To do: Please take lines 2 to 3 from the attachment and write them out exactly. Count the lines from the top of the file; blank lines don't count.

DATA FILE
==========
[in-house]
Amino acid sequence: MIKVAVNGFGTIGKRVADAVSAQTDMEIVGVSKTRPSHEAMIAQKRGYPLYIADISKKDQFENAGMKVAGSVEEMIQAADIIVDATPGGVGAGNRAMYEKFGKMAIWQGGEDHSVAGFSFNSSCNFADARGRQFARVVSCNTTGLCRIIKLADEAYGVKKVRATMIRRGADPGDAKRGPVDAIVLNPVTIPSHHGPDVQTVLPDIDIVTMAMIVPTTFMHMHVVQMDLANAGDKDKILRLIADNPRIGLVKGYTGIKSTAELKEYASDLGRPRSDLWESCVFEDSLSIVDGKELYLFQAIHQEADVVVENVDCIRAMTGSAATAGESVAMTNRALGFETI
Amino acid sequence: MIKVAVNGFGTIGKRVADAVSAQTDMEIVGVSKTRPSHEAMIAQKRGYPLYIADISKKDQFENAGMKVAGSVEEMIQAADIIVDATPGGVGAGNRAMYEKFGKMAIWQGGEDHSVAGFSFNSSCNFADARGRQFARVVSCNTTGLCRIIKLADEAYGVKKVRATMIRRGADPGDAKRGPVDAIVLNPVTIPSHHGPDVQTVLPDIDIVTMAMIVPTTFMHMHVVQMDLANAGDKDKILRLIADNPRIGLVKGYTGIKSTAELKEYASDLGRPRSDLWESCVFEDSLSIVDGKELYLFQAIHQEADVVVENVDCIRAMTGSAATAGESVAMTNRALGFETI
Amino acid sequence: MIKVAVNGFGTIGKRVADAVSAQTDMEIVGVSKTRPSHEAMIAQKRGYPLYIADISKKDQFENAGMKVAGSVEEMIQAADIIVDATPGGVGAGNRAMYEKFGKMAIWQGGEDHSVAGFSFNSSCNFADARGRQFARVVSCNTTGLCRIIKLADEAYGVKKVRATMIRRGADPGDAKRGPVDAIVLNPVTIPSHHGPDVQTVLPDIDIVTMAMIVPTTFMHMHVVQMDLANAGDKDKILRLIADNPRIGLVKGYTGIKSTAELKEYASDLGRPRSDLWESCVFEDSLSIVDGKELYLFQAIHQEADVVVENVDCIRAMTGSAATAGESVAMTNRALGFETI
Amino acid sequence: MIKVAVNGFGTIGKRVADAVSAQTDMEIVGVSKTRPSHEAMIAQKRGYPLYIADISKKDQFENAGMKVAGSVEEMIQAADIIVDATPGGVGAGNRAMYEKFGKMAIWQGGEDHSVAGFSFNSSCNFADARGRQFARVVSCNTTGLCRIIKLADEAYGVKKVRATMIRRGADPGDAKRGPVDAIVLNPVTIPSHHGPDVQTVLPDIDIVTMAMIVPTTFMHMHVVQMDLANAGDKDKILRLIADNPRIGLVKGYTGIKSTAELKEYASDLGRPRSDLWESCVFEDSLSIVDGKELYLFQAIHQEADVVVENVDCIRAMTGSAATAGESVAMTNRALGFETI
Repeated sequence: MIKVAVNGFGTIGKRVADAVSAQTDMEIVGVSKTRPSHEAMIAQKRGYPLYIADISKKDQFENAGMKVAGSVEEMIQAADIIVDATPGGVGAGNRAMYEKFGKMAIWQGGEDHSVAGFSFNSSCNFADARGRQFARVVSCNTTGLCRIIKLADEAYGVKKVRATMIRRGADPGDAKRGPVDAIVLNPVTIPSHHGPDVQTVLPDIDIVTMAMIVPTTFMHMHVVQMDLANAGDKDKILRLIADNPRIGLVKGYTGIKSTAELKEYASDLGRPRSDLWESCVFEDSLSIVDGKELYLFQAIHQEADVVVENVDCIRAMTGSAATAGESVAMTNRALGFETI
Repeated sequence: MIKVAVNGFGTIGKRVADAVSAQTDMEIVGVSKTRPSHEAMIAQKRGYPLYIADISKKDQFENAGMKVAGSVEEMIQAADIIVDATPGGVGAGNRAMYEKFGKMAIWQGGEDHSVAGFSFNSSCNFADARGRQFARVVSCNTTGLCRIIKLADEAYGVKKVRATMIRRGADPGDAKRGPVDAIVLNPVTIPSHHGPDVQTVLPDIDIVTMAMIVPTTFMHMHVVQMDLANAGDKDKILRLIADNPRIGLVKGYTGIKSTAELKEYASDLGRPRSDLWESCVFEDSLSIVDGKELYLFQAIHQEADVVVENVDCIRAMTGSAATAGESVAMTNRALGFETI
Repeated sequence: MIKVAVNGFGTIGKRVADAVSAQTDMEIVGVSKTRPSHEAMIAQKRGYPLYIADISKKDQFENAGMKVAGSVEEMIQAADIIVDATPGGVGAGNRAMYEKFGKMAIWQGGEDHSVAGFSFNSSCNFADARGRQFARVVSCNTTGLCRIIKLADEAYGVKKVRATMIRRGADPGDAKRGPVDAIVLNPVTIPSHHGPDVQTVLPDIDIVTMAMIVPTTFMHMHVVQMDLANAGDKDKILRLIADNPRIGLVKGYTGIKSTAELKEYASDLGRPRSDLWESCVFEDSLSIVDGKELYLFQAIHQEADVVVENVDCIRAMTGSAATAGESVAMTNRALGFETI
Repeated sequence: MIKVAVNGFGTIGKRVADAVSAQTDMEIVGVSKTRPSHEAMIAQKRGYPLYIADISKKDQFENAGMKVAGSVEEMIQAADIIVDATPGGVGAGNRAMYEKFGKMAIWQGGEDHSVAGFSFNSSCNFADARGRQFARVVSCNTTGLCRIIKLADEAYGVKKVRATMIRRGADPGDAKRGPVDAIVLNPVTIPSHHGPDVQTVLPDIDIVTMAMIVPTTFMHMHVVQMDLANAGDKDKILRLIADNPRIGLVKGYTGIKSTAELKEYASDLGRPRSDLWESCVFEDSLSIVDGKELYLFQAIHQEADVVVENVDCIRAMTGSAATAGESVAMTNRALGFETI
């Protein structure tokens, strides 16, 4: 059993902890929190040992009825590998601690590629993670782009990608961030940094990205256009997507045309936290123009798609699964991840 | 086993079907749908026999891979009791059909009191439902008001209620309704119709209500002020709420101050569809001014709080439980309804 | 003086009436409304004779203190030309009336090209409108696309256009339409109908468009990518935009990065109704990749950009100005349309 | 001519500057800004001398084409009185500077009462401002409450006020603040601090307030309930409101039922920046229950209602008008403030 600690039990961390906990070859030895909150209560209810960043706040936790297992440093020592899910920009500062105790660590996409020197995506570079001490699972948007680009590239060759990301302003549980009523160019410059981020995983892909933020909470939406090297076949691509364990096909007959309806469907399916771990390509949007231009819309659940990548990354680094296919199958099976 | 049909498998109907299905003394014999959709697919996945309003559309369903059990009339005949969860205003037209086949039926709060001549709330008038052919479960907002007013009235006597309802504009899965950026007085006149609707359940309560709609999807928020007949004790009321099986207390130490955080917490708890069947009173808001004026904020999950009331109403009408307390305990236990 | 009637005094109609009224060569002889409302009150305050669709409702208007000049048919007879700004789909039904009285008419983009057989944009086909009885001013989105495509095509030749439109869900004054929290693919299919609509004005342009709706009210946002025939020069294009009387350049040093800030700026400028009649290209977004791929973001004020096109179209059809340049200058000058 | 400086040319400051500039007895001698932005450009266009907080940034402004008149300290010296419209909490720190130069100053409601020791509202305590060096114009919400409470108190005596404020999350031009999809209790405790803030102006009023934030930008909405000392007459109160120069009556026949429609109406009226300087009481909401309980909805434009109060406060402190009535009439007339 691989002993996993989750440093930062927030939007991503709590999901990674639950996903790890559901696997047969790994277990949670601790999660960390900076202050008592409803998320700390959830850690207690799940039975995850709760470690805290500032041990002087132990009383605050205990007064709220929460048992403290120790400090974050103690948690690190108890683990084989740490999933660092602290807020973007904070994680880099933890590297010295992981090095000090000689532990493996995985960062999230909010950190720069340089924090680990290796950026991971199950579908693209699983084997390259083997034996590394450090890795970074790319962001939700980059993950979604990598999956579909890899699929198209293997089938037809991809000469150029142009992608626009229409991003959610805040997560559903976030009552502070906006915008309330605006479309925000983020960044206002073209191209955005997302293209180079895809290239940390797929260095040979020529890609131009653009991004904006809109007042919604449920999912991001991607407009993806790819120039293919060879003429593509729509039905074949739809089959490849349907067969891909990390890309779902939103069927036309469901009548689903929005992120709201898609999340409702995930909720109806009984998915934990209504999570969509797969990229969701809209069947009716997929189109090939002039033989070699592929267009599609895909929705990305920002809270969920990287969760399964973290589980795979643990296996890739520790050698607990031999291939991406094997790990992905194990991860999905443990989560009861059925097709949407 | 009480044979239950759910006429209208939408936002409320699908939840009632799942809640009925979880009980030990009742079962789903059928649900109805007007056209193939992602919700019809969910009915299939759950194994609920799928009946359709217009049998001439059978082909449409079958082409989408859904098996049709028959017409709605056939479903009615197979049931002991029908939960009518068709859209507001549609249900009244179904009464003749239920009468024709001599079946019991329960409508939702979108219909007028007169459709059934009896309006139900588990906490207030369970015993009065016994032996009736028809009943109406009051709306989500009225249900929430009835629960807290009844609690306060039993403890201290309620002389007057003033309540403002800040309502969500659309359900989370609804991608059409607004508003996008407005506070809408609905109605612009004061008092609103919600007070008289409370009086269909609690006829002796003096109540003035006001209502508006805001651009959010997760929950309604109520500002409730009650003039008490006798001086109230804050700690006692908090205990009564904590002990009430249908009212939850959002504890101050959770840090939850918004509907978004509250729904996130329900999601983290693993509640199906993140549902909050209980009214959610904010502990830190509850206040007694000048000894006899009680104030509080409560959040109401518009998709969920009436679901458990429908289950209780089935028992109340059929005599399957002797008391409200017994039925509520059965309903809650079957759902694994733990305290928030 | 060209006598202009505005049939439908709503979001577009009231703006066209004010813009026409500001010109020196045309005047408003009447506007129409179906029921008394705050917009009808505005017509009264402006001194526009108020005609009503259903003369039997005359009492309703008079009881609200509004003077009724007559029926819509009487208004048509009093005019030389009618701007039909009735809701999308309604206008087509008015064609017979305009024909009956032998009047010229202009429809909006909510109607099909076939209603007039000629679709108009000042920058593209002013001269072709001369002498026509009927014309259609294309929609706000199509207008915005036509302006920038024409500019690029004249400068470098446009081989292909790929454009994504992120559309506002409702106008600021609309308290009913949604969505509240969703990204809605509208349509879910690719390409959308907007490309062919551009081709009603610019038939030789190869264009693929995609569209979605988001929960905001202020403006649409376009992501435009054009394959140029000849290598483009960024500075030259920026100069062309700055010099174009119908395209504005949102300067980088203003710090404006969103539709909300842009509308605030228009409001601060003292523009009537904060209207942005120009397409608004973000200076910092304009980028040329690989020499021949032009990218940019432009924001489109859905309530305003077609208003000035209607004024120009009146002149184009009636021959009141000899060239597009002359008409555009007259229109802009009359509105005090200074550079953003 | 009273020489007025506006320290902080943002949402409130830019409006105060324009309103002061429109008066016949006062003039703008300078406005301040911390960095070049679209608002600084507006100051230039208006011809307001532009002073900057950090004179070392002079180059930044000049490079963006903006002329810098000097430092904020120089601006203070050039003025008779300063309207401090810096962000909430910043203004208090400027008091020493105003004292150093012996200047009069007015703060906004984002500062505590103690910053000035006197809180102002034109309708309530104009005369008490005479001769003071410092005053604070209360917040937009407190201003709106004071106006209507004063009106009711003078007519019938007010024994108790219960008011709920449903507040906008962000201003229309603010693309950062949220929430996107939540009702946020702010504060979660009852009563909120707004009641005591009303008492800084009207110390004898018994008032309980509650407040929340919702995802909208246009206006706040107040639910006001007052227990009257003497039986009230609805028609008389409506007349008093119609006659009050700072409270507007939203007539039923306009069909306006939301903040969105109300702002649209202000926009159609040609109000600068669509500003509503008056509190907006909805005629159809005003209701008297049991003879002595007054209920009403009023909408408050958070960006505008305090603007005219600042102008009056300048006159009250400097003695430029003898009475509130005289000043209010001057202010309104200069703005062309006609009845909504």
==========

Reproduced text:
Amino acid sequence: MIKVAVNGFGTIGKRVADAVSAQTDMEIVGVSKTRPSHEAMIAQKRGYPLYIADISKKDQFENAGMKVAGSVEEMIQAADIIVDATPGGVGAGNRAMYEKFGKMAIWQGGEDHSVAGFSFNSSCNFADARGRQFARVVSCNTTGLCRIIKLADEAYGVKKVRATMIRRGADPGDAKRGPVDAIVLNPVTIPSHHGPDVQTVLPDIDIVTMAMIVPTTFMHMHVVQMDLANAGDKDKILRLIADNPRIGLVKGYTGIKSTAELKEYASDLGRPRSDLWESCVFEDSLSIVDGKELYLFQAIHQEADVVVENVDCIRAMTGSAATAGESVAMTNRALGFETI
Amino acid sequence: MIKVAVNGFGTIGKRVADAVSAQTDMEIVGVSKTRPSHEAMIAQKRGYPLYIADISKKDQFENAGMKVAGSVEEMIQAADIIVDATPGGVGAGNRAMYEKFGKMAIWQGGEDHSVAGFSFNSSCNFADARGRQFARVVSCNTTGLCRIIKLADEAYGVKKVRATMIRRGADPGDAKRGPVDAIVLNPVTIPSHHGPDVQTVLPDIDIVTMAMIVPTTFMHMHVVQMDLANAGDKDKILRLIADNPRIGLVKGYTGIKSTAELKEYASDLGRPRSDLWESCVFEDSLSIVDGKELYLFQAIHQEADVVVENVDCIRAMTGSAATAGESVAMTNRALGFETI